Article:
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Brain science and building the perfect website

August 30, 2015 1 Comment

coke-website-heatmapNeuromarketing can make a contribution to website design in three powerful ways:

Help designers understand how people’s brains actually consume web pages

Eye tracking applied to website viewing has shown that gaze patterns are determined by two types of attention:

  • Bottom-up attention: This type of attention is involuntary and automatic. When viewing websites, bottom-up attention is attracted to certain types of features, such as brightness relative to background, distinct borders, the center of the viewing area, and tight groupings of objects on the page. These reactions are automatically produced by the brain’s visual processing system and can be predicted at an 80 percent accuracy rate by software.
  • Top-down attention: This type of attention is driven by the viewer’s goals and expectations. Following the first few moments of scanning, which are controlled by the automatic attention system, goals take over to determine where the viewer will look next and for how long.

This dependence on goals means that web pages should not be thought of as having some objective level of “effectiveness.” Web page and website effectiveness can only be determined relative to the goals and expectations that viewers bring to the page.

Provide clues regarding the major sources of website frustration

Studies have shown that website frustration usually occurs when the viewer’s goals and expectations are impeded by the web page’s organization, task flow design, or goal-irrelevant clutter (usually advertising) around the page. These disruptions of goal pursuit can occur at the nonconscious level, and they can significantly impact the viewer’s attitudes and behavior, often without the viewer being aware of the real sources of his or her responses.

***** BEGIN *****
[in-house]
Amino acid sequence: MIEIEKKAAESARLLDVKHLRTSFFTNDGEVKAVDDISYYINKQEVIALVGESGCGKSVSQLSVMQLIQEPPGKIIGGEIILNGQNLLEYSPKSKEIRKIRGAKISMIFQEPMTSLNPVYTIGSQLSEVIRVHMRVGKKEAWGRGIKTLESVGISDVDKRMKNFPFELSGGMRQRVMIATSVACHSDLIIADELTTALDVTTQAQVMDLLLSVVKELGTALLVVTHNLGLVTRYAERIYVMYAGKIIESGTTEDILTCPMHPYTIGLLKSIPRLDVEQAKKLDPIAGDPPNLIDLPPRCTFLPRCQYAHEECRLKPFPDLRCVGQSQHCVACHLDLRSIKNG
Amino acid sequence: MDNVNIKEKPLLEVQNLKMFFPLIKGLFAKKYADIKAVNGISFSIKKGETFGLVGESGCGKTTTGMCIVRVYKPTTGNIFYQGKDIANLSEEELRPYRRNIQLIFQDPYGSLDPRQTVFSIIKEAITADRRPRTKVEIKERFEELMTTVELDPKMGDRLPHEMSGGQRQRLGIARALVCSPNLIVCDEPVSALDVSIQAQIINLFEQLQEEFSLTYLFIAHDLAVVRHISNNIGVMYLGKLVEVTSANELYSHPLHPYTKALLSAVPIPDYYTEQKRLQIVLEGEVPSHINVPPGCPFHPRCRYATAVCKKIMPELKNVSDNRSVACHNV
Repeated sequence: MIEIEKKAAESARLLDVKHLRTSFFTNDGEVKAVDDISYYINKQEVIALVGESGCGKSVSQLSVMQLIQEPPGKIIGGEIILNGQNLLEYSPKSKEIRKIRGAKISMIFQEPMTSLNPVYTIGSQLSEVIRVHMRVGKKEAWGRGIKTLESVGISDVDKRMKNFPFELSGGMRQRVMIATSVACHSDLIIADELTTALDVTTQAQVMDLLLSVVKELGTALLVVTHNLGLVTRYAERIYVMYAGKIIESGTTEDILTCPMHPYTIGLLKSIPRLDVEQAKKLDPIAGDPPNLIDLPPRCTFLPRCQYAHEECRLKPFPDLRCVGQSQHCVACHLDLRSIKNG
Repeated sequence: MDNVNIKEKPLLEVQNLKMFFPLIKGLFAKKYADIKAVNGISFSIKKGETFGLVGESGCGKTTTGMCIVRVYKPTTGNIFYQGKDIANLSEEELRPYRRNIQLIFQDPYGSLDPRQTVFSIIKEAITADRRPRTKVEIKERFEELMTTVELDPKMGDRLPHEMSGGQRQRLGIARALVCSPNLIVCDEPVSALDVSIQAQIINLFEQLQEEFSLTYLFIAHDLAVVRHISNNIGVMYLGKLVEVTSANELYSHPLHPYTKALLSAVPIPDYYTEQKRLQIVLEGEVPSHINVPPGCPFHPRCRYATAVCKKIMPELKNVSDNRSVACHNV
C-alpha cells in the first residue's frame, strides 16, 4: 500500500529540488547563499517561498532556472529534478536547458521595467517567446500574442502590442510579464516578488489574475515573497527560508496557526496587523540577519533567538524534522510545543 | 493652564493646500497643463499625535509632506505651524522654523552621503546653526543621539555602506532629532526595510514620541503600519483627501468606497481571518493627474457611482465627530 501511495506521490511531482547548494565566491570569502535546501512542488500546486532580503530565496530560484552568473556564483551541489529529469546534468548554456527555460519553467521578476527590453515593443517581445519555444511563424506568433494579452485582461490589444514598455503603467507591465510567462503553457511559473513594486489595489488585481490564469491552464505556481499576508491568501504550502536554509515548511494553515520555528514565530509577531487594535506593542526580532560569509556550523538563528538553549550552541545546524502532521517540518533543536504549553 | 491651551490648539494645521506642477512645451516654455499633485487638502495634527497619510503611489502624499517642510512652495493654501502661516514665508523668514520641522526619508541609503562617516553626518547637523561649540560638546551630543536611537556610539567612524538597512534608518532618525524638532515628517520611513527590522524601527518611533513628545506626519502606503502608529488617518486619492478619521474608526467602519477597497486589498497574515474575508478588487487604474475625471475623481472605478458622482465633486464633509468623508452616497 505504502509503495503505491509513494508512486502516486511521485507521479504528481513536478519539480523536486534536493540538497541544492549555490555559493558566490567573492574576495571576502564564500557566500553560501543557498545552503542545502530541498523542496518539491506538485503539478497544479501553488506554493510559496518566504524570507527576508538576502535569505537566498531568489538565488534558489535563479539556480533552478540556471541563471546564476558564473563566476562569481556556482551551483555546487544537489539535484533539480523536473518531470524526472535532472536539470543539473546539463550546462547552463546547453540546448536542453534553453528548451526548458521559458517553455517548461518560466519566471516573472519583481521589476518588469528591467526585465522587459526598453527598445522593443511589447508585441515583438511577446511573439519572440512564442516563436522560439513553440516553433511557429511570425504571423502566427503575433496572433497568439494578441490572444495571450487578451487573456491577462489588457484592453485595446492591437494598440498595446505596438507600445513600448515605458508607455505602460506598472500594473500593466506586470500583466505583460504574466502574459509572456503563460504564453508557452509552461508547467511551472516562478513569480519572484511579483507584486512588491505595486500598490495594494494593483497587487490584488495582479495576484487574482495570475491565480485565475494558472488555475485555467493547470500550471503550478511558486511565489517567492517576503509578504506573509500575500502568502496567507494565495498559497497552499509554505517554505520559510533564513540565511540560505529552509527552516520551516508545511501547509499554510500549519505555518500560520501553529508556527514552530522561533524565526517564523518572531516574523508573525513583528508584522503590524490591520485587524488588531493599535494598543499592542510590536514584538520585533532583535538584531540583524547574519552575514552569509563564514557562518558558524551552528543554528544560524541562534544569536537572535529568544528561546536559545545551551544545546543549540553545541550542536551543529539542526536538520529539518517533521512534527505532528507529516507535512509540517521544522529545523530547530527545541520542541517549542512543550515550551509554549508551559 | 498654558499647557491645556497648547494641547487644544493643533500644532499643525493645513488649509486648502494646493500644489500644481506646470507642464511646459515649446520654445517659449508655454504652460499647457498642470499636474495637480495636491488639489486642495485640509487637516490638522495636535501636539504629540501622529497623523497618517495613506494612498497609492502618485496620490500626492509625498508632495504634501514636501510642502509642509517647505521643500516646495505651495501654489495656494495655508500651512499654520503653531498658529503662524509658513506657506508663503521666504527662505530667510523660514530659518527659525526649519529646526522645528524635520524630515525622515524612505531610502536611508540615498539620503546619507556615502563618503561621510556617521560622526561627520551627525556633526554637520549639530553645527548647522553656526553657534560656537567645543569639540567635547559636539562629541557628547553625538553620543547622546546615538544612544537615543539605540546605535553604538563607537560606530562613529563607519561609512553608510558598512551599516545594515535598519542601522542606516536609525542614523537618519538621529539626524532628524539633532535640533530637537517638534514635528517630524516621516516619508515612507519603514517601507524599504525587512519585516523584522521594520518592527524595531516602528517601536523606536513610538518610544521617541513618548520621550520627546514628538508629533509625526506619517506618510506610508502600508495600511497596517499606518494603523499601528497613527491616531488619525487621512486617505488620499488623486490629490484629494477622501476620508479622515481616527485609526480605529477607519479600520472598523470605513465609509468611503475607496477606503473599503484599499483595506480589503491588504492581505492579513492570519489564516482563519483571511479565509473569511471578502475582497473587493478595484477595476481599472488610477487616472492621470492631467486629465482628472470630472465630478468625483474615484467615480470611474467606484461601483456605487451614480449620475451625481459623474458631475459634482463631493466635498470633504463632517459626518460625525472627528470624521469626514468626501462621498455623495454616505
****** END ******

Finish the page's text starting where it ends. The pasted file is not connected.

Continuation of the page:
Help designers understand how nonconscious processing impacts online experiences

Although tasks and goals on websites are predominantly conscious in origin and pursuit, nonconscious processes continue to play an important role in website viewing. Website designers and online advertisers need to understand how low-attention processing, priming, and implicit memory all operate alongside conscious processes in order to design online experiences that maximize online effectiveness and web experience satisfaction.

N4D-cover -120pxThis post is excerpted, with minor edits, from Neuromarketing for Dummies, Chapter 3, “Putting Neuromarketing to Work.”

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About the Author:

Steve is a writer, speaker, researcher, and marketing consultant. He is author of Intuitive Marketing (2019), a study of persuasion and influence in marketing theory and practice, and co-author of Neuromarketing for Dummies (2013), a comprehensive overview of neuromarketing science, applications, methodologies, and ethics. He is Managing Partner at Intuitive Consumer Insights, where he focuses on marketing education and consulting.

Comments (1)

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  1. Anida says:

    Hi, I am a PhD student and my research proposal is related to contribution of neuromarketing to website design. Therefore, I found this article quite useful. It might be interesting to read about the advantages of neuromarketing in this matter, compared to some already known tools used for tracking online consumer behavior and preferences (e.g. mouse click patterns, statistics, analytics, etc).
    Thanks for your thoughts. I will definitely keep my eye out on the blog content in the future.

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